5 THINGS JUNIOR GOLFERS MUST DO TO IMPROVE THEIR SCORE THIS YEAR
Do you want to play better golf this season? If so, keep reading because I put together 5 simple steps for you do before teeing off your next round. I’m confident that if you follow these steps and do them as part of your pre-round routine it will help you to avoid getting hurt, and more importantly, to get rid of double bogies in the front 9.
1- PLAN AHEAD
I noticed that many juniors I worked with over the years have a similar routine: They get to the course, get the golf bag out, step on the 1st tee and immediately start swinging. It’s hard to resist the excitement of jumping right in and you might have a limited amount of time blocked out to play afterschool. On top of that, you’re counting on your parents’ schedule to get you to the course. I recommend that you sit down with them and share your golf goals for the year. Set a goal together to get out there 20-30 minutes earlier at least one day on the weekend. I believe that your parents will be happy to help you if you have a game plan.
2- DYNAMIC WARM UP
If you’ve been playing for a while you know that playing golf is a combination of your skill set and your ability to move your body on point. I wish someone had clued me in on this when I first started playing sports in middle school. A life time goal for everyone should be to move better whether you’re participating in organized sports or not and movement is going to be an important key in your golf success.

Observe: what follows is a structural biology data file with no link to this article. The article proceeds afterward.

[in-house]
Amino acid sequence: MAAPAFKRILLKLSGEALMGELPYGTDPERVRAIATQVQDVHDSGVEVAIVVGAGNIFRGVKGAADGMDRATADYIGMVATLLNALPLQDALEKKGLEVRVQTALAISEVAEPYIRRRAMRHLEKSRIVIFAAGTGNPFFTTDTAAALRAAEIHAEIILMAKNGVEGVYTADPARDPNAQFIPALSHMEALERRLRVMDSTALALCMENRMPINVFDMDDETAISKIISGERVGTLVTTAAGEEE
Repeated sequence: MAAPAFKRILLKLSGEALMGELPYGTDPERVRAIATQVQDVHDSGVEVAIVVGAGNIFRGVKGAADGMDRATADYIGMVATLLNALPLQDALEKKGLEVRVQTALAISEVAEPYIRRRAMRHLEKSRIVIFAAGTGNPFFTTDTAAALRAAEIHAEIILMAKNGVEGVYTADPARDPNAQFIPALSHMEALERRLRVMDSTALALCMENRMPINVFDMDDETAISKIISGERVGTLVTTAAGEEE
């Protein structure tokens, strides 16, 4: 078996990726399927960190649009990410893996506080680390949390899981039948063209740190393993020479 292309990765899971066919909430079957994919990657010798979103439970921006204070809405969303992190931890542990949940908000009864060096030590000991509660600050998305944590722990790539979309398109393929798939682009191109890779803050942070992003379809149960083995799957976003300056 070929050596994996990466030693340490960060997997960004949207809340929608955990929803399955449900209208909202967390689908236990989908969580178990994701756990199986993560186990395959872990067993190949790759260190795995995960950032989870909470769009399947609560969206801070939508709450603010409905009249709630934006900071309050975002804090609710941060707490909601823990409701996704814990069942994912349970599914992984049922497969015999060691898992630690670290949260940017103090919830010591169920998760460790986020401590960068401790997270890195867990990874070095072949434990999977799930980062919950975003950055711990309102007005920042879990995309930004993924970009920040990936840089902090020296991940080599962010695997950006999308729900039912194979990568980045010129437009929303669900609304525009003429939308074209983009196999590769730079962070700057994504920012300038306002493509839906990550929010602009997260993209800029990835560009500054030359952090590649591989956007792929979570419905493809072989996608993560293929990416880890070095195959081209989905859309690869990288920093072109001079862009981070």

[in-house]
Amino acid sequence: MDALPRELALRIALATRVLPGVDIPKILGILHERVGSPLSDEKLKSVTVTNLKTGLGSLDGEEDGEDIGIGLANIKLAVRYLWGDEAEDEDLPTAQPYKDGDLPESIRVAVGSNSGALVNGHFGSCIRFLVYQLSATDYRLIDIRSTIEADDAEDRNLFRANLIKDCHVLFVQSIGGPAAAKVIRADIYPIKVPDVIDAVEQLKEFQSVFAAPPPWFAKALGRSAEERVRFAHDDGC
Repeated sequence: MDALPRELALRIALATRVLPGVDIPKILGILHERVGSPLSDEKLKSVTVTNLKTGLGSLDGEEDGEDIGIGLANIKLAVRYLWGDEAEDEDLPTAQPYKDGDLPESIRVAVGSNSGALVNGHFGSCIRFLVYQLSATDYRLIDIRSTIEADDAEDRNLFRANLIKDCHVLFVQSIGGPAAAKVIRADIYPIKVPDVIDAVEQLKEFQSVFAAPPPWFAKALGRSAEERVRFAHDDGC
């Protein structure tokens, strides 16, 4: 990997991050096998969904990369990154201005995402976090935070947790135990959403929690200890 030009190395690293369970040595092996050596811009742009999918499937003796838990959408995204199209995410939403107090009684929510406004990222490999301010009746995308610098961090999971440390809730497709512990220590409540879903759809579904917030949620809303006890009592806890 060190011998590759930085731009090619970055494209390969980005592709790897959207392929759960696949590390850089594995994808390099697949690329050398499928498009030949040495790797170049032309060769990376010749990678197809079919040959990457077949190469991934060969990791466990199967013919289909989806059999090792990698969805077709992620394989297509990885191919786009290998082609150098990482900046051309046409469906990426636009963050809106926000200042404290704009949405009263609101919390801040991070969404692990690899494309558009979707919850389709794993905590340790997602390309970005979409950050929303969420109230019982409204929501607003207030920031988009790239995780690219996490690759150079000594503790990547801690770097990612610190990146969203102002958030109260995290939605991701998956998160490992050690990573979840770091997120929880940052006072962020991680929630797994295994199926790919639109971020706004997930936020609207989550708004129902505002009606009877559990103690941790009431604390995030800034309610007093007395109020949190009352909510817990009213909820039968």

If you’re able to move your upper and lower body properly and simultaneously hold your angles, such as maintaining posture and lower body stability on the back swing, then you’ll be able to develop a consistent swing. When you consistently work on gaining stability with exercises that help to transfer your balance to a still position the result will naturally be a lower score.
As a junior you are more flexible because of your youth. However, you probably have less muscle control especially if you haven’t started strength training. So even if your body is functioning great right now, you want to continue working on golf specific mobility and stability exercises because as you get older you are likely to lose flexibility and strength. One of the major reasons many seasoned players are frustrated is because their game worsens as they get older.
A dynamic warm-up consists of a warm up of muscles that will be used during an activity. Here’s an example of a dynamic warm-up exercise for golf: Lunge with upper body twist: this movement engages your hips, legs, and core muscles. The twist helps to separate the upper and lower body.
3-HOW MANY BALLS SHOULD YOU HIT?
Did you ever notice that when you’re tired your swing changes? Too much practice could actually make your golf swing worse. For example, too many swings can over-work your upper body resulting in swing sequence changes and your lower body turning too fast. These simple things could be could result in things like slicing your driver as you move on to the next tee box.